Pour 2 teaspoons of oil in a large bowl and add the challah dough. Cover with a clean kitchen towel and place it in a warm place to rise for about 2 hours. It will double in size.
Turn out the dough again onto a floured surface, it will deflate a little, that’s okay! Line a baking sheet with parchment paper.
Making a 6 strand braid
Divide the dough into 6 equal parts. Roll them into long ropes and line them up next to each other.
Group 3 strands together at the top by pinching them, then do the same for the second set of 3.
You should have 2 sets of 3 strands. Next group them all together by pinching them at the top.
Cross outer ropes over each other, with the right outer rope going over top of the left outer rope. Then bring the now outer left rope to the center and the second rope from right over to the left.
Next take the outer strand on the left (that you just brought over) and bring it to the middle. Then take the second strand from the right and bring it across to the left.
Now take the outer strand on the right and bring it to the center. Next take the second strand from the left and bring it across to the right side.
Continue going in that pattern bringing the outer strand into the middle and then crossing it with the second strand over the braid.
For visual learners, please watch the video!
It will be so much easier to do and will show you that it really isn’t that complicated.
When you get to the end of the strands, cross them over as much as you can, then tuck them underneath themselves and give it one more pinch.
Place the challah on the parchment paper and leave it again in a warm place to rise one more time.
I like to turn on my oven that is under my stove top and place the challah on the stove. The residual heat is warm and will help the challah rise.
Cinnamon sugar topping
While the challah is rising, prepare the toppings.
You will need:
- 1 egg
- ¼-½ teaspoon ground cinnamon
- 1 tablespoon sugar
Mix the egg with the water in a small bowl. Next, mix the cinnamon and sugar in another bowl. When the challah has risen and puffed up, brush it with the egg wash and then sprinkle with the cinnamon sugar.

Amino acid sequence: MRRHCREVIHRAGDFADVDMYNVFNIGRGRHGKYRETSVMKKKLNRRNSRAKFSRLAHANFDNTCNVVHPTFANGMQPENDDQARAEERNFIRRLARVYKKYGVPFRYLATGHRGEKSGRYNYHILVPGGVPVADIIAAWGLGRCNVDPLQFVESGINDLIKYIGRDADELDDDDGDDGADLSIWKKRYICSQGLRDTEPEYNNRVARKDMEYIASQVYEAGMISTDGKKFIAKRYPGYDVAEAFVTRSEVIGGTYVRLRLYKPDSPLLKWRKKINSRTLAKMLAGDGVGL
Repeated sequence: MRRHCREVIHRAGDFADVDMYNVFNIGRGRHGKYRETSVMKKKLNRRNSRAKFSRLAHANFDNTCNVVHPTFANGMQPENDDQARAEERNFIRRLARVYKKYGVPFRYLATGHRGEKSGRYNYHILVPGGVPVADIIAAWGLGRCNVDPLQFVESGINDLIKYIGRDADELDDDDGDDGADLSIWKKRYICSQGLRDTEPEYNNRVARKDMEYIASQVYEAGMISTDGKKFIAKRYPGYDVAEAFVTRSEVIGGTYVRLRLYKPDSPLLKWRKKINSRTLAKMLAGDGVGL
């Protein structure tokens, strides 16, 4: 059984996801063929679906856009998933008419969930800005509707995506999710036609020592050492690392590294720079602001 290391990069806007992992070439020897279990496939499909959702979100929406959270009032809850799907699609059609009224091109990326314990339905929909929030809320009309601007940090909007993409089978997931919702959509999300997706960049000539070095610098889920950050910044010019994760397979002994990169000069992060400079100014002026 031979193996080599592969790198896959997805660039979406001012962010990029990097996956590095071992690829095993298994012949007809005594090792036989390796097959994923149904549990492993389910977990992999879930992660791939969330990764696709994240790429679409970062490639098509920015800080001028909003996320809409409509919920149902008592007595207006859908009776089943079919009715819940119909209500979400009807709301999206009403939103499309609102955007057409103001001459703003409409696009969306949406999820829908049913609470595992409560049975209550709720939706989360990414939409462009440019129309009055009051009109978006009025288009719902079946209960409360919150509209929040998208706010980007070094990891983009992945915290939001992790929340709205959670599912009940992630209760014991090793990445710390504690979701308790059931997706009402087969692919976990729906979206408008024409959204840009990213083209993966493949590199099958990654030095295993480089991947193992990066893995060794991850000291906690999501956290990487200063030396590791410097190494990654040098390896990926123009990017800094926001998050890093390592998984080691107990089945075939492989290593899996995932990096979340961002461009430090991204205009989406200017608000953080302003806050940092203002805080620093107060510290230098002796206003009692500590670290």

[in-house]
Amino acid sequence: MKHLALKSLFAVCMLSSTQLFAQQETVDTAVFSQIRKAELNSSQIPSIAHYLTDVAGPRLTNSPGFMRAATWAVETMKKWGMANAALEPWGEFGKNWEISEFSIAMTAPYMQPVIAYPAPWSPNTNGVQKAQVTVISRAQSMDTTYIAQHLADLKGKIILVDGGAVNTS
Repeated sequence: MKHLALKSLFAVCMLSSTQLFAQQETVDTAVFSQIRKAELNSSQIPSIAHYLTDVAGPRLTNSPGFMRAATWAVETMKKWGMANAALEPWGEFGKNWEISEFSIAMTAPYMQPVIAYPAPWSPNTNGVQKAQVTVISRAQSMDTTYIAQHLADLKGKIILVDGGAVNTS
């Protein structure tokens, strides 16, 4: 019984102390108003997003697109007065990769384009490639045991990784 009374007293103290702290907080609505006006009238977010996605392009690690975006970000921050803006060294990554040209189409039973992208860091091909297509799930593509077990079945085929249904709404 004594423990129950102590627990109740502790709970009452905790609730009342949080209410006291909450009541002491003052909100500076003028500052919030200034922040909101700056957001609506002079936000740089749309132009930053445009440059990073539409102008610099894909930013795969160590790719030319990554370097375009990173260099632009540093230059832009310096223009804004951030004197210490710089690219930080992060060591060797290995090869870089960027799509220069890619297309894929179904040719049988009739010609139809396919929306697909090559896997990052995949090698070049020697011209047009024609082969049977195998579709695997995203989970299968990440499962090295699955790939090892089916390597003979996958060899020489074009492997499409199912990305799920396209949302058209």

The egg wash is what will give the challah it’s sheen, and the cinnamon sugar topping will make it sweet!
Bake the challah on 350 degrees Fahrenheit for 35-45 minutes. The challah should be golden brown and it will smell like heaven in your house!
How to store
I like to store challah in a paper bag to keep the texture of the crust. If you dont have that option, store in a large zip top plastic bag.
How to freeze
Wrap the challah really well in tin foil and then in either plastic wrap or a freezer safe bag. It will stay fresh for up to 6 months. Defrost at room temperature!
What you can do with challah
Besides for devouring it whole?
Omg so many things!
This recipe, because it is sweet, would be amazing as french toast. If you leave off the topping it would make a mean grilled cheese sandwich.
We also really like to dip it in soups, serve it with dips, or just spread some good butter on it as a snack.
We eat challah every friday night and saturday and let me tell you, WE NEVER GET SICK OF IT!
I would love to hear if you made this recipe! Please let me know what you think by leaving a rating and a review!
This post was sponsored by Bob’s Red Mill in partnership with The Bake Feed, but all opinions are my honest own!
Cinnamon Sugar Challah Recipe
- 1 cup lukewarm water (240 grams), (85°F/29°C to 90°F/32°C), divided
- 2 1/4 teaspoons active dry yeast (7 grams)
- 5 1/3 cup bread Flour (677 grams), divided
- 3 tbsp granulated sugar (36 grams), divided
- 1 tbsp kosher salt (9 grams)
- 3 eggs (150 grams), large, room temp and divided
- 1 egg yolk (19 grams), large, room temperature